We used an oddball test platform comprising an Intel D975XBX motherboard with a Pentium D processor running at 3.46GHz. It has two cores with Hyper-threading to give four virtual cores but it’s a toasty beast that draws over 100W. In addition, we used 2GB of PC2-6400 Kingston Hyper X memory and a WD150 Raptor hard drive. We ran Windows XP Pro SP2 with Catalyst 7.2 drivers.

Let’s take a quick look at the Sapphire package. Naturally, the GT has dual DVI outputs as well as s-video so you get two DVI-to-VGA adaptors, an s-video extension cable, an s-video-to-composite adaptor, a composite cable and an s-video-to-component adaptor cable. The GT requires a single six-pin PCI Express power connector and Sapphire includes an adaptor so you can employ a regular four-pin Molex connector, just in case your power supply doesn’t have a suitable connector.

Sapphire Radeon X1950 GT

In addition to the driver CD you get PowerDVD 6 and Just Cause which looks as though it might be based on Revolution.

Testing started badly.

The single-slot Sapphire GT roared into life and once the Catalyst drivers had installed the fan continued to roar. We used Riva Tuner to check what was going on and found that the fan was spinning at 81 per cent of maximum speed. We manually adjusted the speed to 50 per cent and found that the GT didn’t go over 50°C even when it was working hard. Dropping the fan speed further, to 40 per cent, raised the temperature by five degrees.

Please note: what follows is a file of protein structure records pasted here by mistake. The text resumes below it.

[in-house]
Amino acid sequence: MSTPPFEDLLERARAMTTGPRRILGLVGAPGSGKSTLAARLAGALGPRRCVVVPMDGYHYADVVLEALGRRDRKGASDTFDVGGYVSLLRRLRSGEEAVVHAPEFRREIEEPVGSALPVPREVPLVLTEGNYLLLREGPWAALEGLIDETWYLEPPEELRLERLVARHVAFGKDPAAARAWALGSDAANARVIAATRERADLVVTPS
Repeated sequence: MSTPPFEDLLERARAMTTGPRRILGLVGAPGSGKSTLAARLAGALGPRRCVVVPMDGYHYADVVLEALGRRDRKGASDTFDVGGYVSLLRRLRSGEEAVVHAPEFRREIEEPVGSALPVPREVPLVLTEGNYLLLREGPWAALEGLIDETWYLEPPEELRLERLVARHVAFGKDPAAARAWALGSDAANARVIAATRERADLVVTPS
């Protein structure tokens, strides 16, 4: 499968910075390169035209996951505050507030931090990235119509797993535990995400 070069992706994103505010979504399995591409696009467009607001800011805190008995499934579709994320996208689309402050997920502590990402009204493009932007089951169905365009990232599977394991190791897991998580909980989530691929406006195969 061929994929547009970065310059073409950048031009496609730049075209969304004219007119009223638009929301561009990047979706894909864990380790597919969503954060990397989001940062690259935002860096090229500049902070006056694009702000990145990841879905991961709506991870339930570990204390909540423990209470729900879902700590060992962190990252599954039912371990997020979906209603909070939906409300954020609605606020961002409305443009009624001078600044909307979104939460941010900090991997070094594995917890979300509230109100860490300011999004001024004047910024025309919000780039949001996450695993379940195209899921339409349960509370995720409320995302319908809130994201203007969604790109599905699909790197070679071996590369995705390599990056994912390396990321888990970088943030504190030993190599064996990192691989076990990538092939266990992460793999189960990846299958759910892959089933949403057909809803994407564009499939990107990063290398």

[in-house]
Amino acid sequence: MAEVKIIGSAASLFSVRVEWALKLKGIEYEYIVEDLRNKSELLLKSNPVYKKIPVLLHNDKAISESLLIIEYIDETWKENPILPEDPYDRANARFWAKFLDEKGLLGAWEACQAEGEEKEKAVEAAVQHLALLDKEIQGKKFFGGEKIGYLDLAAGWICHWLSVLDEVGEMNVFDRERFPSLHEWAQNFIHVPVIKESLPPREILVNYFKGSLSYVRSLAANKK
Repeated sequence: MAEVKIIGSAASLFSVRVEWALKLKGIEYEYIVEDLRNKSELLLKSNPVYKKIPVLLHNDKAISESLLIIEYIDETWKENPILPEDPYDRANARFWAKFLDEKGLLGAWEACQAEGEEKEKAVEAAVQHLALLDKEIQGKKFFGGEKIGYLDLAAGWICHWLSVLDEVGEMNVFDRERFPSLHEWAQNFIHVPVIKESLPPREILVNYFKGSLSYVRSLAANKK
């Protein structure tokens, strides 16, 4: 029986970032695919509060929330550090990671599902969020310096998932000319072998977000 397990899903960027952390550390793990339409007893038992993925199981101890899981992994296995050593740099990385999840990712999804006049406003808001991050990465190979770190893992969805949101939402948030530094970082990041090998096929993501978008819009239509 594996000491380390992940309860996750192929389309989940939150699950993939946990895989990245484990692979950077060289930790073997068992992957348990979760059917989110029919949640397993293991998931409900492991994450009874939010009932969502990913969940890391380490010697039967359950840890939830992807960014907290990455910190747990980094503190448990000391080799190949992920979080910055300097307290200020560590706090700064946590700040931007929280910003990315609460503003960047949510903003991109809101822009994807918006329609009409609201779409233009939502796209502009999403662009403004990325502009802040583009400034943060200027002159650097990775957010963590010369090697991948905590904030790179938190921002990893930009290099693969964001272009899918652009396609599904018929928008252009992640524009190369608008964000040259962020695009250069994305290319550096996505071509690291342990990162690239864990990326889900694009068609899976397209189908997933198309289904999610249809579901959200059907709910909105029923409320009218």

Sapphire Radeon X1950 GT - the box

We put in a call to Sapphire and were told that our samples must have a development BIOS so a quick email later and we had an updated BIOS which took seconds to install and all was well. Suddenly, the graphics card was quieter than the processor cooler, which is how we like things to be.

Testing a single GT gave respectable figures in all departments, although performance started to suffer when we enabled 4x anti-aliasing. Performance is about 20 per cent lower than the Pro so naturally enough our thoughts turned to overclocking, especially when we read claims that the GT can be made to run as faster than a Pro, getting up to a core speed of 608MHz and 1486MHz memory.